Brookhaven Town officials said Tuesday that the owner of an abandoned airplane-parts manufacturing plant failed to remove asbestos and other pollutants from the Port Jefferson Station property.
Supervisor Edward P. Romaine said Lawrence Aviation Industries owner Gerald Cohen had not cleaned up the 126-acre federal Superfund site on Sheep Pasture Road since September, when workers hired by Cohen allegedly left a pile of asbestos behind after removing metal from several vacant buildings.
Town officials said debris at the site, including asbestos, oil spills, leaking machinery and transformers, pose a health and safety risk to residents who live near the site.
Romaine and Councilwoman Valerie Cartright also announced plans to require new homes throughout Brookhaven Town to be inspected for soil vapors indicating the possible presence of volatile organic compounds. The law is aimed at preventing toxic plumes such as the one caused by Lawrence Aviation, town officials said.
"This town has zero tolerance for contamination," Romaine said during a news conference outside the gates of the vacated factory. "This land is an eyesore in the Town of Brookhaven."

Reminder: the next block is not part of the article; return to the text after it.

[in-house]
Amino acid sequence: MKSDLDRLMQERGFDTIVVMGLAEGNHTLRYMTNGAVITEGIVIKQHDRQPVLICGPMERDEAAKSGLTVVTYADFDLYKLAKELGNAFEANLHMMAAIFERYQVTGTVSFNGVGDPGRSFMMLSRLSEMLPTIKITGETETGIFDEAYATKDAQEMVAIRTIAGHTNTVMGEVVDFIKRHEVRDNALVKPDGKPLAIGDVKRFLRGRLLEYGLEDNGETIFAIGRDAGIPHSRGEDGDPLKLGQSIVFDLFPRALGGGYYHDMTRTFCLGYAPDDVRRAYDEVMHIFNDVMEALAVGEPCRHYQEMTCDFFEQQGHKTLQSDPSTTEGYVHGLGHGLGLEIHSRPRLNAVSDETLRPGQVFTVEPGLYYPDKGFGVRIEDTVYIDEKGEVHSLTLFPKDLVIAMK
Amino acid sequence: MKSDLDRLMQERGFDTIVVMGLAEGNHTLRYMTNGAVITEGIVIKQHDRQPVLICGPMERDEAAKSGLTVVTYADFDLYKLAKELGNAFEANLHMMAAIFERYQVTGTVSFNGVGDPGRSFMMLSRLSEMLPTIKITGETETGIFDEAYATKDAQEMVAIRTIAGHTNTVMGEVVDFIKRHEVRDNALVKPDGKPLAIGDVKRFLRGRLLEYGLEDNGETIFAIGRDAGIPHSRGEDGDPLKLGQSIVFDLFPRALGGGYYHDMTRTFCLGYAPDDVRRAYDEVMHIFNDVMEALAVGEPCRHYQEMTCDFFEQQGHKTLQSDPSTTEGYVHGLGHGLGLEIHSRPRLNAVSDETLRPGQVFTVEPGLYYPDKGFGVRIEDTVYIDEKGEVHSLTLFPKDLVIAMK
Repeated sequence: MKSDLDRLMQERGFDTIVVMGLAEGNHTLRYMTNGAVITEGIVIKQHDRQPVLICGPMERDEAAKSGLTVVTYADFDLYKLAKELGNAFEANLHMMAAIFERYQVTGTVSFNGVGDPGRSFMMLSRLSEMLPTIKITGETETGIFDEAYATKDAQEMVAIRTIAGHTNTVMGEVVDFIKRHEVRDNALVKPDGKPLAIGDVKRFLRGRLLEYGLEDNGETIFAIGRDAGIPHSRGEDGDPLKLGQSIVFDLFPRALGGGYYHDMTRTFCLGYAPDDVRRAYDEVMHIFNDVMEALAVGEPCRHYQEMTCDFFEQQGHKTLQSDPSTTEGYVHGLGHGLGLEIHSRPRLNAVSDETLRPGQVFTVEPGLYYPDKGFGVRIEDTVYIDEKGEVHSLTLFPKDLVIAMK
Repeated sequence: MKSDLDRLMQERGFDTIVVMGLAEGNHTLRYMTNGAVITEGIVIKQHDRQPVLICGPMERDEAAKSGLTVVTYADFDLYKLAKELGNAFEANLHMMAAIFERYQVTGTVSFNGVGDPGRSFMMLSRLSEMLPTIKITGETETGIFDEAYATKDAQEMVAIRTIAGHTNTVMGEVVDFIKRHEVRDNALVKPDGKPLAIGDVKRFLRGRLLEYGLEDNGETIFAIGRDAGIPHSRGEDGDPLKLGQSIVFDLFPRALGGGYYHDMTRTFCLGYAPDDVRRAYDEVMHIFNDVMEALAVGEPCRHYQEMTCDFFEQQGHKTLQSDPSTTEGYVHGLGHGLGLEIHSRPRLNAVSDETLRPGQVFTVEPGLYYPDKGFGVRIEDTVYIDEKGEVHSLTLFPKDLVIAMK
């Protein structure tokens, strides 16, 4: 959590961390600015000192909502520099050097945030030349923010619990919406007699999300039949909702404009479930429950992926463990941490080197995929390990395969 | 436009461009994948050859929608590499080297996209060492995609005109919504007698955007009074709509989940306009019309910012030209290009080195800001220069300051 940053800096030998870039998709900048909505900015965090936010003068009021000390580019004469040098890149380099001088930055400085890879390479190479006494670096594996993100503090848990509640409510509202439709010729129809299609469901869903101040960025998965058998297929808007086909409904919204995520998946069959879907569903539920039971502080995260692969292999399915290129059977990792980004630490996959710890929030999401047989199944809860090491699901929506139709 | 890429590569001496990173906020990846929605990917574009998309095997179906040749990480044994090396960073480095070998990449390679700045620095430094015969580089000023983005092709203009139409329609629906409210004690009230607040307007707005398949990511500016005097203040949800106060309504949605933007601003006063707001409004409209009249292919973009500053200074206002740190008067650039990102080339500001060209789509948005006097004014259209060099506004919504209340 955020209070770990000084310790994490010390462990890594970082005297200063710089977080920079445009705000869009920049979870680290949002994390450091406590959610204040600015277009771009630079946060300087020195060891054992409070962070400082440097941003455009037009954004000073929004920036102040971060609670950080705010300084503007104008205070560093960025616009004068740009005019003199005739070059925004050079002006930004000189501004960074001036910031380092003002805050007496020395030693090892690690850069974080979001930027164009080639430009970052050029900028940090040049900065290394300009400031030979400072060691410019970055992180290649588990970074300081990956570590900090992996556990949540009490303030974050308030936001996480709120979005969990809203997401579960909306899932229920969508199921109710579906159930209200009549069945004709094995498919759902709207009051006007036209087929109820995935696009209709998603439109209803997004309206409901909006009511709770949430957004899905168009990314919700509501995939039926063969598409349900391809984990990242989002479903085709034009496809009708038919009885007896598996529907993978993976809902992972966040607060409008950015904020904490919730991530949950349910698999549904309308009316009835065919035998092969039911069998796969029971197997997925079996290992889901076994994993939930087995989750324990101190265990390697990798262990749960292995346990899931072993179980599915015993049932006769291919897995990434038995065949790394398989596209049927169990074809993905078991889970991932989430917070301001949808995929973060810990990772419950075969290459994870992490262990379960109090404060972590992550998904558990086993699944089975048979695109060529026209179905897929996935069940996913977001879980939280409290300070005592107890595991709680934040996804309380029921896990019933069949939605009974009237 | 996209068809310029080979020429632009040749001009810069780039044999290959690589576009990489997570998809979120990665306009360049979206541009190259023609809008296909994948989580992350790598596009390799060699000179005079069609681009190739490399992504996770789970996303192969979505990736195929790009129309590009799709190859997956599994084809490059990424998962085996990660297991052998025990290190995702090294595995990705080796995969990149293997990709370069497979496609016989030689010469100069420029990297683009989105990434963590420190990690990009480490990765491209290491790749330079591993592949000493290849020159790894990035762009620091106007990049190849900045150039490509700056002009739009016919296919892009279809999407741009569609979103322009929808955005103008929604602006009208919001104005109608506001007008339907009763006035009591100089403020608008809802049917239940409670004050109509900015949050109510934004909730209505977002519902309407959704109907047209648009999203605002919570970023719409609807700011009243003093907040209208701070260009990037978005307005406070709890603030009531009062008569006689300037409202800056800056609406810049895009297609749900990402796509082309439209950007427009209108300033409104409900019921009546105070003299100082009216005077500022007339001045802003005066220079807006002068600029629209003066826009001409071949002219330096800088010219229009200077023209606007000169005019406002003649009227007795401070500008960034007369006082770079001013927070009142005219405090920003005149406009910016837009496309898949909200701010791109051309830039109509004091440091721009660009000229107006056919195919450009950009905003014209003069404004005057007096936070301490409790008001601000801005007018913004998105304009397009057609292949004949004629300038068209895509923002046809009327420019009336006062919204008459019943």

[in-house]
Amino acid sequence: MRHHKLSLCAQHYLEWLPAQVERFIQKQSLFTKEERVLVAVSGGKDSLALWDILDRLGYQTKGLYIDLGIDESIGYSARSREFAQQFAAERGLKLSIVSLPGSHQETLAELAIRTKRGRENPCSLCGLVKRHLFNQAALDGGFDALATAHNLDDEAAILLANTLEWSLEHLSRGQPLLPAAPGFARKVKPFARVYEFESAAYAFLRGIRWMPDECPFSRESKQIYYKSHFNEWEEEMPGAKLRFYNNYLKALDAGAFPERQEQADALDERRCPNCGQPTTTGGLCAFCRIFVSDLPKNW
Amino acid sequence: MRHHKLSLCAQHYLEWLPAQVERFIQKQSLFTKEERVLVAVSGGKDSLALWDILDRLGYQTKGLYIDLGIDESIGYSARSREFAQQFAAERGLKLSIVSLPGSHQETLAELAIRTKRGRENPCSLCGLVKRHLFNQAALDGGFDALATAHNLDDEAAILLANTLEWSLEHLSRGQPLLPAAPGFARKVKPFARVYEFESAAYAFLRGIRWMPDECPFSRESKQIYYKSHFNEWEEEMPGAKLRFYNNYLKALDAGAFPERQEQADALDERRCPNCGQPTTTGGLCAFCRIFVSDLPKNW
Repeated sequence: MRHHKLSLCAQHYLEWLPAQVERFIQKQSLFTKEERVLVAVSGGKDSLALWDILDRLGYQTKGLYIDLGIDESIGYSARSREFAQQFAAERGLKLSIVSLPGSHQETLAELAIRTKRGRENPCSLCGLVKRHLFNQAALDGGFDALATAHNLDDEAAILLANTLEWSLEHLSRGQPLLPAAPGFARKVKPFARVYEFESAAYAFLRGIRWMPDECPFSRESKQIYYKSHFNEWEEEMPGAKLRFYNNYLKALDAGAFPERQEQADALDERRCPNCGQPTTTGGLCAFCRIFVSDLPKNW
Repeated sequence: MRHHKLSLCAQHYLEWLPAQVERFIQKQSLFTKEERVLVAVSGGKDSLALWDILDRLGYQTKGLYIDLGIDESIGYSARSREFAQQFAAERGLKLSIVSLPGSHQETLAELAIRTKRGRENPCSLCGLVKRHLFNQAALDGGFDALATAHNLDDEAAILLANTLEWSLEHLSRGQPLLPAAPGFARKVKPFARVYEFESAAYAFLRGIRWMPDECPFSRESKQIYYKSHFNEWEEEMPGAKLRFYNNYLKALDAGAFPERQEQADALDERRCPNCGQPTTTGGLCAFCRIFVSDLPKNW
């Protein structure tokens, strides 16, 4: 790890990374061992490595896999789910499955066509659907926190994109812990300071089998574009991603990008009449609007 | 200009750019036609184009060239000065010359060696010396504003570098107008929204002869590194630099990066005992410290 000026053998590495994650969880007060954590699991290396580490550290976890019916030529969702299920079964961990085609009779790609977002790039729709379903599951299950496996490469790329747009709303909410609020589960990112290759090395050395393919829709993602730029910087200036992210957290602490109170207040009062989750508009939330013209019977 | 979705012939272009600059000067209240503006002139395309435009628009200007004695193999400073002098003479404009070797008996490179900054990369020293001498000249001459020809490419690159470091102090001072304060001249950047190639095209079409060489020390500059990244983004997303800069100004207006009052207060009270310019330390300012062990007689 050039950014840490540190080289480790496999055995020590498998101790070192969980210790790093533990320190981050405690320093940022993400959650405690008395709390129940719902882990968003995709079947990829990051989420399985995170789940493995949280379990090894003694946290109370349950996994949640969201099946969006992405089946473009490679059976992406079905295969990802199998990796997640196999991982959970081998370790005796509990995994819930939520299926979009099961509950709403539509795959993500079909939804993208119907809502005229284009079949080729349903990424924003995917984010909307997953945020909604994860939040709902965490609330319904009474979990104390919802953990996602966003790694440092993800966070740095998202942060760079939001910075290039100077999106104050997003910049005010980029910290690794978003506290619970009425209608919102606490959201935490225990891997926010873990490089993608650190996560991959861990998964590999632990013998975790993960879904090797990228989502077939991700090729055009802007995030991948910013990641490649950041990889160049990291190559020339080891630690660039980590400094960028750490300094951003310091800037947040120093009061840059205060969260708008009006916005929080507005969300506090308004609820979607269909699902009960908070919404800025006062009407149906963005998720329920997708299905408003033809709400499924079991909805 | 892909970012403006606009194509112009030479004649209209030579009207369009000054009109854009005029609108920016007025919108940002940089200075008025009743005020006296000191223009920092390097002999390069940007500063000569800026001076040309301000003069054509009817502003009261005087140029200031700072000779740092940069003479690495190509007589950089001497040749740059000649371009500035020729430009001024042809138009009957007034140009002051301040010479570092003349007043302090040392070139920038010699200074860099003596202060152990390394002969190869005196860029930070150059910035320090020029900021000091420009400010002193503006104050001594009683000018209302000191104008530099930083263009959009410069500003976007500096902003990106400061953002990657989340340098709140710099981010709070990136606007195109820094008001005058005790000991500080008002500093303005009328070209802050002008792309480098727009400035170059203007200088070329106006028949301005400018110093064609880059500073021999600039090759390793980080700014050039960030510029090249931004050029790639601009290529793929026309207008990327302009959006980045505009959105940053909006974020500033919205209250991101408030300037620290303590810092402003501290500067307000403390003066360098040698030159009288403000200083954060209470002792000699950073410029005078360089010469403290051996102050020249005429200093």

Cohen did not return calls seeking comment. He served time in federal prison after pleading guilty in 2008 to charges that the company illegally stored corrosive wastes in two tanks at the site. Cohen owes more than $10 million in back taxes, Suffolk County officials have said.
The federal Environmental Protection Agency, in a report released last week, said the agency is removing three leaking transformers from the site. The state Department of Environmental Conservation is cleaning up oil spills there, the EPA said.
The EPA has spent at least $27.3 million to clean up the shuttered factory, which closed more than 20 years ago. Restoration of the site is expected to take up to 20 years.
Edward Garboski, president of the Port Jefferson Station-Terryville Civic Association, said he worried about the safety of residents who live in dozens of homes near the property. Town officials said Cohen did little to prevent trespassers from getting onto the site.
"Kids do play on the property," Garboski said. "There is a serious problem with asbestos."